So it fast became apparent that it wasn’t just office workers who were rethinking. The pandemic had caused management (who of course were also office workers) to give serious thought to the increased likelihood of periodic disruptions due to virus resurgence and climate change. They weighed strategies for coping and concluded that they needed to become agile enough to quickly redeploy people and equipment, Flexible working would pave the way and bring with it other benefits including lower office rents and better staff retention. Other reports came to similar conclusions 

Meanwhile Digital Service Providers (DSPs) have found that they can win plaudits for offering services and pricing that can alleviate the pandemic and at the same time provide service and revenue growth for them. 

They were also enjoying unaccustomed praise for managing to keep the lights on and the wheels (or many of them) turning through the lockdown. There were disruptions but in the main, telco managements were actually quite surprised at how the networks and the new cloud-based services, such as the conferencing application Zoom, had held up under pressure. That performance validated the option of organisations spending money on new technology and  security to advance flexible working. In other words ‘going digital’ had worked.

Now we’re seeing new service options which recognise WFH as an essential  part of ‘the new normal’. Tech giants such as Google and Facebook have extended a sort of qualified ‘right’ for their employees to continue WFH post pandemic if they wanted to. Clearly these kings of data collection and analysis found that productivity, company loyalty and so on stayed high through WFH. Although this is an admittedly highly unrepresentative sample of global employees. 

Like Lenovo, telcos have been researching and looking forward to the extra data and services demand that WFH looks sure to bring. 

O2’s research revealed that nearly half the workforce expected  permanent change to their company’s approach to flexible working after lockdown, but also saw the lack of social interaction with colleagues as a potential problem. 

Vodafone in the UK asked what employees thought they’d miss most when locked down and over half said office jokes and ‘light hearted banter’. Vodafone is responding to WFH needs with a ‘Work and Play’ package that offers a second residential broadband line to both new and existing customers, with prices  from £23 a month. It claims such an offer will enable residential customers to dedicate one broadband line to their home office and another for their family’s entertainment and homework needs, although an ability to joke and exchange banter over a free line with colleagues was undoubtedly an extra factor here.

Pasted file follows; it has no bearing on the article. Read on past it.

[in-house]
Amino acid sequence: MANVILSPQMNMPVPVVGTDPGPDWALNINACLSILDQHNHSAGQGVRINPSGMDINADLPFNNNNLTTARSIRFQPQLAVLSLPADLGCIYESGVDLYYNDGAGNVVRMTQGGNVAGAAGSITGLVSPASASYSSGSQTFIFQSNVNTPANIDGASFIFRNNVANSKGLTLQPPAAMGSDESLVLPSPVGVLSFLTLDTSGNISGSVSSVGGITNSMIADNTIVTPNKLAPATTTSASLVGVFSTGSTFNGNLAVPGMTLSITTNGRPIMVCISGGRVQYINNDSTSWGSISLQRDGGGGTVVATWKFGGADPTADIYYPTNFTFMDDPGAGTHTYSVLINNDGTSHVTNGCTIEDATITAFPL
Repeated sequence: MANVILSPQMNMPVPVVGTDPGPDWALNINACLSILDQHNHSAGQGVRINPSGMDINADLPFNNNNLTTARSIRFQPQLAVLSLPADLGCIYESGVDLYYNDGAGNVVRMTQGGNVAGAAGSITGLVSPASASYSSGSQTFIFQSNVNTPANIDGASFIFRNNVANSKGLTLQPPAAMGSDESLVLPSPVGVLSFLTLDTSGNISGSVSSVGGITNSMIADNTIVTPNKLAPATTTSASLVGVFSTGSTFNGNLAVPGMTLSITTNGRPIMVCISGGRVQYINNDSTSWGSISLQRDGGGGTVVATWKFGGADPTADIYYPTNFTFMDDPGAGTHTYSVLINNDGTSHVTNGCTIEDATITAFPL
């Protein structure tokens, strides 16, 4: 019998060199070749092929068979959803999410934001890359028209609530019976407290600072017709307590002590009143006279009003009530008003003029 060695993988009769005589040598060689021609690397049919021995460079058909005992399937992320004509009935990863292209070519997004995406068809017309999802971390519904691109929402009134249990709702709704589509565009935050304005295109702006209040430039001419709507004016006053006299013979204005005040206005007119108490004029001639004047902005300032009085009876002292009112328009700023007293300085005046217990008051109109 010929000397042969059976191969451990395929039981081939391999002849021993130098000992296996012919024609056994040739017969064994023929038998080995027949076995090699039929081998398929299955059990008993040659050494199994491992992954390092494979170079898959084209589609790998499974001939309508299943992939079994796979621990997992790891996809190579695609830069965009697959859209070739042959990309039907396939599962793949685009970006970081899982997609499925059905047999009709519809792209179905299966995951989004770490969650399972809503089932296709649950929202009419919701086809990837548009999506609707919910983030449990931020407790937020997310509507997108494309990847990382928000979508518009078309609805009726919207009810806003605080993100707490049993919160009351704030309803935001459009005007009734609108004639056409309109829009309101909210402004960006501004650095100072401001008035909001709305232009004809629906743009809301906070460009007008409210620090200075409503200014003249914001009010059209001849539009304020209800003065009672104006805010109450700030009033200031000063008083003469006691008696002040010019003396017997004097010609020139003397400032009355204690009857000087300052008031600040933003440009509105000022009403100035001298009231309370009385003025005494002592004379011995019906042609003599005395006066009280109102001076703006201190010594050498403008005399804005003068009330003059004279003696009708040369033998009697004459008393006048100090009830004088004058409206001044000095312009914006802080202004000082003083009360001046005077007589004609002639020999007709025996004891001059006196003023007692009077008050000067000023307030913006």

BT is also tapping the WFH requirement with a ‘Dedicated Connection’ service which provides extra business-style bells and whistles to what it explains is essentially a ‘leased line’ connection featuring symmetric speeds to 10 Gbps; low latency, Wi-Fi and an SLA. 

But now: don’t stay home, go to work!

Now comes the inevitable pushback from powerful interests. Just weeks ago WFH was being promoted as a virtuous act, but now there are attempts to frame it as something  tantamount to economic sabotage.  Leading that charge is the UK’s bumbling Prime Minister, Alexander Boris de Pfeffel Johnson, who has said the lack of lunchers munching their way through UK high streets and city centres threatens the existence of its highly evolved lunchtime establishments. Clearly he maintained, people should go back to work and spend freely at lunch time. 

The upmarket sandwich shop, which essentially exists as a culinary compensation for its customers having to commute several hours a day, is now being used as a reason for them continuing to do so.

The word has gone out and Johnson’s media allies have spent a week or so campaigning against home working for a host of reasons, including the accusation that it’s contributing to ill-health or that it will depress the office rental market. (Good!)

The overall message is that working at home was a nice little holiday but now society demands that you get ‘back’ to work. The worst part of this message is the dog whistle that the ‘work from home’ weren’t actually working... or at least not as much. 

Now the pushback against the pushback

The response has been swift. Vodafone, for instance, has sprung into action this very day with some pertinent research. There may be a drop in coffee consumption in the big cities, it claims, but it has numbers to show that lunch spend is actually moving to the ‘local’ economy. It finds: 

  • 25% of homeworkers are contributing to their local economy by visiting coffee shops and cafés each day
  • Commuting time has been swapped for work time as homeworkers notch up almost a month in overtime
  • 40% say they’ve been more productive since the start of working from home in March

Whether the barrage of anti-WFH talk acts as a brake on workplace change will be worth tracking over the coming months.